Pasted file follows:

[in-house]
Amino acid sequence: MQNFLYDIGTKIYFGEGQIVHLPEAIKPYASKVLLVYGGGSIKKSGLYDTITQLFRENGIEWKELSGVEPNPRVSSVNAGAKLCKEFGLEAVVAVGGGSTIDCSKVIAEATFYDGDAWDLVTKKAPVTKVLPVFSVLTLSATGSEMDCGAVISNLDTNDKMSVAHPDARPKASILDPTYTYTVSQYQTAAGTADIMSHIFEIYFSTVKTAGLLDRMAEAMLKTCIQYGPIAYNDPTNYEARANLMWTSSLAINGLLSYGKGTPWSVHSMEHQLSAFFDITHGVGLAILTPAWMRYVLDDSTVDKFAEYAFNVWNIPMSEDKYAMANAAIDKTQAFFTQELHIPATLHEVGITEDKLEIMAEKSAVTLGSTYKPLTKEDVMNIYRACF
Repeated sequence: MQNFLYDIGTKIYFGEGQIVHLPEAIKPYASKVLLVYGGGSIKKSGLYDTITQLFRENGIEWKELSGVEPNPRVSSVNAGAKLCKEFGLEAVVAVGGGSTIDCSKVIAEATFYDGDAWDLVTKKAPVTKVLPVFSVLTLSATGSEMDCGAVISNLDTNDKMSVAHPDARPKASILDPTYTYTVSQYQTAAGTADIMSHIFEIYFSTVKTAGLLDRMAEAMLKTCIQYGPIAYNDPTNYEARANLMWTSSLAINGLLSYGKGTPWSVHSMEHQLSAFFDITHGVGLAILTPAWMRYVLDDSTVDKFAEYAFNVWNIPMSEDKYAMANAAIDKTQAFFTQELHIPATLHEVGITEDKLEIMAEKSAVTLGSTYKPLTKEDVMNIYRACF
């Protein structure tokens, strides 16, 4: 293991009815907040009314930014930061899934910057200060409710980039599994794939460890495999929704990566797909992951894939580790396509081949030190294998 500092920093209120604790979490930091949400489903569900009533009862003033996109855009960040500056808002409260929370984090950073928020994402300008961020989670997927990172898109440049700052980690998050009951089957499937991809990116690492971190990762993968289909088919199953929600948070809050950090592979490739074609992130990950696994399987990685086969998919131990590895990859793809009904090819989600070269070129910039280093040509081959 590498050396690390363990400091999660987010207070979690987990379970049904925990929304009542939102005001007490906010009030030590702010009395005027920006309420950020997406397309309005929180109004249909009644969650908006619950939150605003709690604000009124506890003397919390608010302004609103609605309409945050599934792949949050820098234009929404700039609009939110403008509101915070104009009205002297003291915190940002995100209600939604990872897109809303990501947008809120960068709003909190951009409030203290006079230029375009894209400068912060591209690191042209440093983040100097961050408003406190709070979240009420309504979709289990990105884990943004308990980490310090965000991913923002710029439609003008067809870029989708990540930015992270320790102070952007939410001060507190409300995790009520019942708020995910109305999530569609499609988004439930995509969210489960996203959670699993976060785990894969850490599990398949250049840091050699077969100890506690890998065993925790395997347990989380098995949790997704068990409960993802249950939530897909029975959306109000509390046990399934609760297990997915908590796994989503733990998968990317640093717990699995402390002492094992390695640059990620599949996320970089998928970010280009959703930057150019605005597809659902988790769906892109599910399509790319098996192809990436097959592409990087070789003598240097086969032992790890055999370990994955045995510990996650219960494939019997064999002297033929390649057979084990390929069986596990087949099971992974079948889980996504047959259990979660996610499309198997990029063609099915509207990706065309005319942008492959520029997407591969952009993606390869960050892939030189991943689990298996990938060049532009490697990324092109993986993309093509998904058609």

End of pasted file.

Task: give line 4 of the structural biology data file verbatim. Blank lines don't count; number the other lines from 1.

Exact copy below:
């Protein structure tokens, strides 16, 4: 293991009815907040009314930014930061899934910057200060409710980039599994794939460890495999929704990566797909992951894939580790396509081949030190294998 500092920093209120604790979490930091949400489903569900009533009862003033996109855009960040500056808002409260929370984090950073928020994402300008961020989670997927990172898109440049700052980690998050009951089957499937991809990116690492971190990762993968289909088919199953929600948070809050950090592979490739074609992130990950696994399987990685086969998919131990590895990859793809009904090819989600070269070129910039280093040509081959 590498050396690390363990400091999660987010207070979690987990379970049904925990929304009542939102005001007490906010009030030590702010009395005027920006309420950020997406397309309005929180109004249909009644969650908006619950939150605003709690604000009124506890003397919390608010302004609103609605309409945050599934792949949050820098234009929404700039609009939110403008509101915070104009009205002297003291915190940002995100209600939604990872897109809303990501947008809120960068709003909190951009409030203290006079230029375009894209400068912060591209690191042209440093983040100097961050408003406190709070979240009420309504979709289990990105884990943004308990980490310090965000991913923002710029439609003008067809870029989708990540930015992270320790102070952007939410001060507190409300995790009520019942708020995910109305999530569609499609988004439930995509969210489960996203959670699993976060785990894969850490599990398949250049840091050699077969100890506690890998065993925790395997347990989380098995949790997704068990409960993802249950939530897909029975959306109000509390046990399934609760297990997915908590796994989503733990998968990317640093717990699995402390002492094992390695640059990620599949996320970089998928970010280009959703930057150019605005597809659902988790769906892109599910399509790319098996192809990436097959592409990087070789003598240097086969032992790890055999370990994955045995510990996650219960494939019997064999002297033929390649057979084990390929069986596990087949099971992974079948889980996504047959259990979660996610499309198997990029063609099915509207990706065309005319942008492959520029997407591969952009993606390869960050892939030189991943689990298996990938060049532009490697990324092109993986993309093509998904058609």